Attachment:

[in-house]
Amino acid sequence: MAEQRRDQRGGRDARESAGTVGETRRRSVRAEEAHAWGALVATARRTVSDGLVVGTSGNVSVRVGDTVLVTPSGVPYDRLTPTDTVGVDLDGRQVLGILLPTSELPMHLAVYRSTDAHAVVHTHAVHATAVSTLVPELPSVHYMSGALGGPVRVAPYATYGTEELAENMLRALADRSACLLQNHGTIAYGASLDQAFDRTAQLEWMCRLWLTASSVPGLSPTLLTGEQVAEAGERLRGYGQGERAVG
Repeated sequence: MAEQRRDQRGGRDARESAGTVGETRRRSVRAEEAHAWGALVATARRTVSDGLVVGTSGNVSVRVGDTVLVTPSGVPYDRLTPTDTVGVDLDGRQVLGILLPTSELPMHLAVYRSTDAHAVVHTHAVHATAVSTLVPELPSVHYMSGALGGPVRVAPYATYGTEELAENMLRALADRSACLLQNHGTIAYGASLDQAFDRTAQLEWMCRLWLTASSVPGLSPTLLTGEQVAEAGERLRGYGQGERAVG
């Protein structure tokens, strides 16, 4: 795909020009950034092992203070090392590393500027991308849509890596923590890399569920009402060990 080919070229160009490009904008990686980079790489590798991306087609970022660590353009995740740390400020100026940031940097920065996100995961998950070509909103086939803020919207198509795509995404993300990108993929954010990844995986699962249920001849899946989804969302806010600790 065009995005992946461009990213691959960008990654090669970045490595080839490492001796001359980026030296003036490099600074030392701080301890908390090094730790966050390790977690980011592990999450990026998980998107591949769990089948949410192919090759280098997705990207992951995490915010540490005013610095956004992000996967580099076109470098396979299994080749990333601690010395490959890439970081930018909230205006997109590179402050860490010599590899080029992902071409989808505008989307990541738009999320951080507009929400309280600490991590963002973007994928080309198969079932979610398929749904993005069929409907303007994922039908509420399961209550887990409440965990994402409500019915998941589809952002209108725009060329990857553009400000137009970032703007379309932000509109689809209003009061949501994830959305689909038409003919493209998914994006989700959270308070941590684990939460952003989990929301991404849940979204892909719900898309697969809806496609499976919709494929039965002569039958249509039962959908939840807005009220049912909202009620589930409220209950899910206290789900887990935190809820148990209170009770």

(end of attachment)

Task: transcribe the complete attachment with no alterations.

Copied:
[in-house]
Amino acid sequence: MAEQRRDQRGGRDARESAGTVGETRRRSVRAEEAHAWGALVATARRTVSDGLVVGTSGNVSVRVGDTVLVTPSGVPYDRLTPTDTVGVDLDGRQVLGILLPTSELPMHLAVYRSTDAHAVVHTHAVHATAVSTLVPELPSVHYMSGALGGPVRVAPYATYGTEELAENMLRALADRSACLLQNHGTIAYGASLDQAFDRTAQLEWMCRLWLTASSVPGLSPTLLTGEQVAEAGERLRGYGQGERAVG
Repeated sequence: MAEQRRDQRGGRDARESAGTVGETRRRSVRAEEAHAWGALVATARRTVSDGLVVGTSGNVSVRVGDTVLVTPSGVPYDRLTPTDTVGVDLDGRQVLGILLPTSELPMHLAVYRSTDAHAVVHTHAVHATAVSTLVPELPSVHYMSGALGGPVRVAPYATYGTEELAENMLRALADRSACLLQNHGTIAYGASLDQAFDRTAQLEWMCRLWLTASSVPGLSPTLLTGEQVAEAGERLRGYGQGERAVG
């Protein structure tokens, strides 16, 4: 795909020009950034092992203070090392590393500027991308849509890596923590890399569920009402060990 080919070229160009490009904008990686980079790489590798991306087609970022660590353009995740740390400020100026940031940097920065996100995961998950070509909103086939803020919207198509795509995404993300990108993929954010990844995986699962249920001849899946989804969302806010600790 065009995005992946461009990213691959960008990654090669970045490595080839490492001796001359980026030296003036490099600074030392701080301890908390090094730790966050390790977690980011592990999450990026998980998107591949769990089948949410192919090759280098997705990207992951995490915010540490005013610095956004992000996967580099076109470098396979299994080749990333601690010395490959890439970081930018909230205006997109590179402050860490010599590899080029992902071409989808505008989307990541738009999320951080507009929400309280600490991590963002973007994928080309198969079932979610398929749904993005069929409907303007994922039908509420399961209550887990409440965990994402409500019915998941589809952002209108725009060329990857553009400000137009970032703007379309932000509109689809209003009061949501994830959305689909038409003919493209998914994006989700959270308070941590684990939460952003989990929301991404849940979204892909719900898309697969809806496609499976919709494929039965002569039958249509039962959908939840807005009220049912909202009620589930409220209950899910206290789900887990935190809820148990209170009770």